“The Crumb Family Covid Exposé” (2021), made with Aline Kominsky-Crumb, documenting Crumb’s paranoia during the pandemic.© Robert Crumb, 2021, courtesy of the artists, Paul Morris and David Zwirner

He’s still willing, in other words, to make himself ugly and unlikable in his work. There’s a question that recurs in a lot of Crumb’s art, which I found myself wondering about as he dismissed the Covid vaccines to me as merely a way to enrich Big Pharma. It’s some variation of “What’s wrong with this guy?” In one comic, called “Anal Antics” (1971), the byline is “R. ‘What-Does-It-All-Mean?’ Crumb,” and the plot features Snoid living inside a woman’s posterior. In the first panel, there’s a subtitle: “More sick humor which serves no purpose.”

“I guess the question,” I say to him, “is ‘what is the purpose?’”

“That’s a question that I often imagine being asked of me by the tribunal that I’m in front of,” he says, “up there on their dais high above me. And I just have to stand there like this.” He shrugs exaggeratedly.

“No artist who’s honest knows why he does something,” Kominsky-Crumb adds.

But what Crumb does know is that he didn’t really have a choice. He describes exploring the darkness buried within him as nothing less than a physical impulse: “I felt like it had to come out.” And people couldn’t help but look. How everybody else responded was their problem. It was never Crumb’s.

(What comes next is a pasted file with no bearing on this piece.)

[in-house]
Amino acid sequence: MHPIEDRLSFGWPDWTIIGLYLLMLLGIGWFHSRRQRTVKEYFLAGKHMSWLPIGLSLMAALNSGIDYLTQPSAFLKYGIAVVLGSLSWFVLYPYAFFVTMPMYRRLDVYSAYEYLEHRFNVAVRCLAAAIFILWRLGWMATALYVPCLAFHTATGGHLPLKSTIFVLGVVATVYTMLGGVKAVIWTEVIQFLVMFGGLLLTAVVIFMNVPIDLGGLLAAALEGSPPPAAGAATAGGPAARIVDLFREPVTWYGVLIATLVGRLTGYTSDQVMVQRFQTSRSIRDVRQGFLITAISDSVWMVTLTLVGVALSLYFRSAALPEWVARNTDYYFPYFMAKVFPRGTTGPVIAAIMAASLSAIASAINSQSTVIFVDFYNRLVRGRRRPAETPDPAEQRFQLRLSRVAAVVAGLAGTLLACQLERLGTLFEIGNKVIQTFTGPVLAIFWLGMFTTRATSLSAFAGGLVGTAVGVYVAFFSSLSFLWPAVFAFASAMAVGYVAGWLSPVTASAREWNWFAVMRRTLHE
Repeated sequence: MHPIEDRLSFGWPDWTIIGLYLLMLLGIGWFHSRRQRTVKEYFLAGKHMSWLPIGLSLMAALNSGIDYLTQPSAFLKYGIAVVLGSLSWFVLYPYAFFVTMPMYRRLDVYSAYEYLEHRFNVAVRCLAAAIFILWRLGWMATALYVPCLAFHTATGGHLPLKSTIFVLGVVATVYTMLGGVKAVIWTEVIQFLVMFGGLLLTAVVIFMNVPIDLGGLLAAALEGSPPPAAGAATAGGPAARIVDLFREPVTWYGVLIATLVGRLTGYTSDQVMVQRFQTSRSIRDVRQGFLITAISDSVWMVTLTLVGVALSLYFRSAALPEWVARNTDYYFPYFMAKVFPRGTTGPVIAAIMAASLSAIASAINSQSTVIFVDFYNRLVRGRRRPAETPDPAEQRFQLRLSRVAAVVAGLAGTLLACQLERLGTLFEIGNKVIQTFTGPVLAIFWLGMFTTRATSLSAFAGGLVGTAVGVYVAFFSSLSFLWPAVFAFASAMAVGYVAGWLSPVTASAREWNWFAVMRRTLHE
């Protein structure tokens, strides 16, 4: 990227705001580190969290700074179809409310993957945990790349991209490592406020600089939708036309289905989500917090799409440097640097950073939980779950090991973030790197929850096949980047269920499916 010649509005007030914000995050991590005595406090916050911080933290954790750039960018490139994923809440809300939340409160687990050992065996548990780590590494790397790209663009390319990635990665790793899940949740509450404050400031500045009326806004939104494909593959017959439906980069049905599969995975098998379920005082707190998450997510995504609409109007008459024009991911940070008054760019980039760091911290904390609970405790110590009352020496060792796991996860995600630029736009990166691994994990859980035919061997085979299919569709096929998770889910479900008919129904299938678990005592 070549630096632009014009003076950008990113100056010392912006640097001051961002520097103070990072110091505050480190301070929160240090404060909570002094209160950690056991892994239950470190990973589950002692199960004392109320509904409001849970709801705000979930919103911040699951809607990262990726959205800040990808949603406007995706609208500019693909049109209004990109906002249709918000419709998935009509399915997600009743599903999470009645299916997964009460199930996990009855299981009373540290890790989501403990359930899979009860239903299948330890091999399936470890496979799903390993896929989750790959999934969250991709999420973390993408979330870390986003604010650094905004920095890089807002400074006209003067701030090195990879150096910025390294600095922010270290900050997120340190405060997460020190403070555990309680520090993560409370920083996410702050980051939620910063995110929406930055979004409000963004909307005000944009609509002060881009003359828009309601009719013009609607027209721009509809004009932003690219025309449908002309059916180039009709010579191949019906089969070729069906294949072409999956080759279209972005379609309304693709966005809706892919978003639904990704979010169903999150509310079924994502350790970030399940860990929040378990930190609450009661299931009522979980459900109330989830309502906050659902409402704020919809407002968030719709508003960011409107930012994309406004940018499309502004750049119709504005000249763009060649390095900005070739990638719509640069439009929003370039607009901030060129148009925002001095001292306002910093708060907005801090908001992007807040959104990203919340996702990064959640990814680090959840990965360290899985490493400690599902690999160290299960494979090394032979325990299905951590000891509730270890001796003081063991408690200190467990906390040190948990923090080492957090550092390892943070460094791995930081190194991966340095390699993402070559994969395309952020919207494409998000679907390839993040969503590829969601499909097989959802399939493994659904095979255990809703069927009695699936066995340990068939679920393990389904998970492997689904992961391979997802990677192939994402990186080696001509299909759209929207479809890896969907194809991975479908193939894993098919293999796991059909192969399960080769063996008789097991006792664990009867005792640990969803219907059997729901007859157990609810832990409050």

* * *

Sutter Buttes, photo by Lance Moores

* * *


The latest Trump investigation is just the latest chapter of a long-brewing civil liberties nightmare.

by Matt Taibbi

On Monday, August 8, Justice Department officials spent nine hours raiding the Mar-a-Lago home of Donald Trump, carrying out 12 boxes of material. When criticism ensued, FBI spokespeople in wounded tones insisted the press eschew the harsh term “raid,” and use “execution of a search warrant” instead. 

“Agents don’t like the word ‘raid,’ they don’t like it,” complained former assistant FBI counterintelligence director turned MSNBC analyst Frank Figliuzzi. He added with unintentional irony: “It sounds like it’s some sort of extrajudicial, non-legal thing.”

But it was a raid, as the surprisingly enormous number of people who’ve been on the business end of such actions since 9/11 will report. The state more and more now avails itself of a procedural trick that would have horrified everyone from Jefferson to Potter Stewart to Thurgood Marshall. Investigating, say, one lawyer, prosecutors raid a whole firm, taking everything — emails, client files, cell phones and personal computers — then have a supposedly separate group of lawyers, called a “taint” or “filter” team, examine it all. In this way they learn the private details of hundreds or even thousands of clients in a shot, all people unrelated to the supposed case at hand. 

But, they say, don’t worry, we’re not using any of those secrets, you can trust us. After all, we’re United States Attorneys. (And their paralegals. And legal assistants. And, perhaps, a few IRS or DEA or FBI agents, whose only job is to make cases against the types of people in those files. But still, don’t worry). Just because the whole concept of attorney-client privilege, as well as the 1st, 4th, 5th, and 6th Amendments — guaranteeing rights to free speech, against unreasonable searches, and to due process and legal counsel, respectively — were created to bar exactly this kind of behavior, they insist the state would never abuse this authority.